Tuesday, July 3, 2012

Robert Nelson

Robert Nelson (b. St. Charles, Illinois, 23 July 1912; d. Elgin, Illinois, 22 July 1935)

Sable Revery: Poems, Sketches, Letters
Robert William Nelson was the only child of Elmer Nelson (1884-1978) and Ella Larson Nelson (1889-1974), who had both emigrated from Sweden in 1908. They married in 1911. After Robert graduated from the St. Charles High School in 1930, he spent one year at an Illinois university, and also studied journalism in a night class at Northwestern University. Nelson’s engagement with fandom is evidenced by his first letter (of five) in “The Eyrie”, the news and letter-column of Weird Tales, in the issue dated April-May 1931. From then until his death four years later he regularly appeared in letter columns and fanzines. His first poems appeared in 1934, “Below the Phosphor” in The Fantasy Fan for June and “Sable Revery”, in Weird Tales for September 1934. He corresponded with H.P. Love craft and Clark Ashton Smith. In early July 1935, he suffered a nervous breakdown, and seems to have attempted suicide. Though there was hope for his recovery, he died in the hospital in Elgin on 22 July 1935, one day short of his twenty-third birthday.  A collection of all his published writings, Sable Revery: Poems, Sketches, Letters, with an introduction by Douglas A. Anderson, appeared in 2012.  It also includes as an appendix five letters from H.P. Lovecraft, four to Nelson and one to Nelson’s mother after her son’s death. In it, Lovecraft wrote:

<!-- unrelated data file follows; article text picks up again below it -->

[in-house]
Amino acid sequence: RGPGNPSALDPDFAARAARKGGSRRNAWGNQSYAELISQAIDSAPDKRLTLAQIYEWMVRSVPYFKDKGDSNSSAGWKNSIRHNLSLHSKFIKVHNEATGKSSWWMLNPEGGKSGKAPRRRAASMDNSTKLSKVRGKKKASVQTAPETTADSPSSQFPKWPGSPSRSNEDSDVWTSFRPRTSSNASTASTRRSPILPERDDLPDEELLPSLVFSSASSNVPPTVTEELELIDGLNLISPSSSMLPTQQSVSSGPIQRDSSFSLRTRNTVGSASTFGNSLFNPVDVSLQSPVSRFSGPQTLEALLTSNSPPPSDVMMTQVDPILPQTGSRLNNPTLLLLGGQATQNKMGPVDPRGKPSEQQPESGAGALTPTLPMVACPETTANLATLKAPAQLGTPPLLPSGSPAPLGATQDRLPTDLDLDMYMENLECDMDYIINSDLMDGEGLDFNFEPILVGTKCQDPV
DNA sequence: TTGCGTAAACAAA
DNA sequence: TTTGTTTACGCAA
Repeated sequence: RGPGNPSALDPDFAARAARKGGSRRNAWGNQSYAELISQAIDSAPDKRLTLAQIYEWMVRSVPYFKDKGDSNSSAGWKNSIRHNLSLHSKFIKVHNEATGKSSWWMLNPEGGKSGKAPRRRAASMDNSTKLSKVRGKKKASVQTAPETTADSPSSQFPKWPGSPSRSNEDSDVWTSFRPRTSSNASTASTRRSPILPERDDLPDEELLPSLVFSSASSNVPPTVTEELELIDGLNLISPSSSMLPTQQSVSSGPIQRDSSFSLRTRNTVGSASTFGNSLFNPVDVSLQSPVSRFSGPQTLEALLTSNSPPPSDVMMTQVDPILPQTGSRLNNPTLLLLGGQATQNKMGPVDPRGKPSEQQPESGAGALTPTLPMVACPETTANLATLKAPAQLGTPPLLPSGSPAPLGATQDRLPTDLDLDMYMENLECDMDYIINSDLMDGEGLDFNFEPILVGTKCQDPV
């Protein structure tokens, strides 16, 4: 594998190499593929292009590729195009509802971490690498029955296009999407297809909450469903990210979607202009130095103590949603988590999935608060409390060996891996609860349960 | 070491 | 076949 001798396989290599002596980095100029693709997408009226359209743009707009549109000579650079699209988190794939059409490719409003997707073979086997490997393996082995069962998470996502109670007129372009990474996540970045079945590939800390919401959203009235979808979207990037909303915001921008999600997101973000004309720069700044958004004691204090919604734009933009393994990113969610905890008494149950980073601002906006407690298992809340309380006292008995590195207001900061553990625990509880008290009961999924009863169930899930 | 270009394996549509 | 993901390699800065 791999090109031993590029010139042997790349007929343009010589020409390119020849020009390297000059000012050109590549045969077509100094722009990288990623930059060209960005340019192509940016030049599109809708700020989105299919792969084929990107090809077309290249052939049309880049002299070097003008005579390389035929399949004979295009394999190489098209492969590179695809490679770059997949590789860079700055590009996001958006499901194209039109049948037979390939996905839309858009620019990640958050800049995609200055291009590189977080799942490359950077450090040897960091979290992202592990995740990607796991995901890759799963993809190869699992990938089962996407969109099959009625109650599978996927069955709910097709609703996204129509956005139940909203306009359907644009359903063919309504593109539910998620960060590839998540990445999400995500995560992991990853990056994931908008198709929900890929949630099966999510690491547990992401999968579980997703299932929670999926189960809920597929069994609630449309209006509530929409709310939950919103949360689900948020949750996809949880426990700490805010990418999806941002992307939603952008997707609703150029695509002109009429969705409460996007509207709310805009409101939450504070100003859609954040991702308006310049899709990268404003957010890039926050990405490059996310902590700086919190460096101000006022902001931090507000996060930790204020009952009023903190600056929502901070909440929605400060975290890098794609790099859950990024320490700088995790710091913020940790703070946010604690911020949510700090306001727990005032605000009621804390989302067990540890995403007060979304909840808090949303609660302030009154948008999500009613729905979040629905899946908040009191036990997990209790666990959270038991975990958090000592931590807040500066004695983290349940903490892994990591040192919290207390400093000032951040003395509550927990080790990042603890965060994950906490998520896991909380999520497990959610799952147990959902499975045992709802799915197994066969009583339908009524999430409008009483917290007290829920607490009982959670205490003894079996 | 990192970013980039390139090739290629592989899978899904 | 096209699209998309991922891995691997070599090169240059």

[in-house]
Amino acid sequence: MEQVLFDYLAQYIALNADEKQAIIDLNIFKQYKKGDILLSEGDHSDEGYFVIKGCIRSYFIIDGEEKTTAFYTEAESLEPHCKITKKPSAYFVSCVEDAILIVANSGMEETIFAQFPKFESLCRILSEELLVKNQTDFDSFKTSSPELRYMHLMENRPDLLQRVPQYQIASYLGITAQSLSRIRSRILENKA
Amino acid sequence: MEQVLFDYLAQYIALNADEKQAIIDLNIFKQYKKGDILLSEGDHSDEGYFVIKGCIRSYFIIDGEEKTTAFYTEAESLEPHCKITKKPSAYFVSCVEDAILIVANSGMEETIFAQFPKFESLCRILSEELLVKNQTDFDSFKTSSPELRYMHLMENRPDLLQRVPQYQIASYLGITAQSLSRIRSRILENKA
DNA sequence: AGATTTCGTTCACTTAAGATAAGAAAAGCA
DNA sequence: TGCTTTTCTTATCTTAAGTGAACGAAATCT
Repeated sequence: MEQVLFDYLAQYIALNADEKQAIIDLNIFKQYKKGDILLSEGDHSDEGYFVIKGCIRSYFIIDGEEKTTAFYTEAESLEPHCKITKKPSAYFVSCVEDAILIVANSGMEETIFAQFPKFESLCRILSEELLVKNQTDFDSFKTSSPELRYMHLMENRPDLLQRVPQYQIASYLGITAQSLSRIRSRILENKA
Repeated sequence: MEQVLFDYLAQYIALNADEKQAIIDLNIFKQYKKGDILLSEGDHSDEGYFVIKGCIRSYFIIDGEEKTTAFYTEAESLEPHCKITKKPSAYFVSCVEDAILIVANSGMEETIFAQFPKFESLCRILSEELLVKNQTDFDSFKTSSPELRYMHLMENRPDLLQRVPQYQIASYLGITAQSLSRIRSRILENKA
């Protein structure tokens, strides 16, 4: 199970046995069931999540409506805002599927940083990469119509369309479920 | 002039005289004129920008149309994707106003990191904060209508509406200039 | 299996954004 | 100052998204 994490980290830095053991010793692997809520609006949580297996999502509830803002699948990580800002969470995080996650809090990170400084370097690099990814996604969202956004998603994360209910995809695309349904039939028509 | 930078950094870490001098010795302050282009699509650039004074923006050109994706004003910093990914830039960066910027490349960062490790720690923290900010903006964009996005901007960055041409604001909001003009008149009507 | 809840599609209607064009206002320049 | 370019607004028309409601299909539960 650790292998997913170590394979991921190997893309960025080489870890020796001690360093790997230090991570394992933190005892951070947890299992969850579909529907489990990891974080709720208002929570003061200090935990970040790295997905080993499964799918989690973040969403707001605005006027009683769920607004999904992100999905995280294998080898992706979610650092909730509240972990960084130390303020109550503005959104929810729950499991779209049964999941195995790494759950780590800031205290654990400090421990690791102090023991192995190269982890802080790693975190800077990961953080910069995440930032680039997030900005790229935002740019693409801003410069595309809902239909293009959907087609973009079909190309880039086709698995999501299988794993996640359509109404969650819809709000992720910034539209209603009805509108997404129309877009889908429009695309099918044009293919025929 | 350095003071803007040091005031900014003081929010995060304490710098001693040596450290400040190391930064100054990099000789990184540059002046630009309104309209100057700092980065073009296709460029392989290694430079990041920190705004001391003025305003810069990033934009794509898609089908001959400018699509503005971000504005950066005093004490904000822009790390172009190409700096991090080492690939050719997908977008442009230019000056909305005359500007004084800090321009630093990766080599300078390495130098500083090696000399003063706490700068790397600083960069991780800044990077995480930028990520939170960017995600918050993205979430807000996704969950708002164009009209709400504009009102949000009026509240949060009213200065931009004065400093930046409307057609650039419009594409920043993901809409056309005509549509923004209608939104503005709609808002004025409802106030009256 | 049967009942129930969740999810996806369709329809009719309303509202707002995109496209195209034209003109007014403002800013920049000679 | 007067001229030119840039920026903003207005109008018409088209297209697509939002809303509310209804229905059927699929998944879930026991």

“His promise in the field of literature seemed to me very considerable; for despite the marks of youthful construction—indefiniteness or overcolouring now and then—his work had a distinct imaginative richness and atmospheric power which was rapidly improving through criticism and self-discipline. I expected to see him develop like other youths whose careers I have watched—August W. Derleth, Donald Wandrei, Frank B. Long, etc.—who are now well-established figures in the world of weird writing.”
The Nelson family gravestone, Union Cemetery, St. Charles, Illinois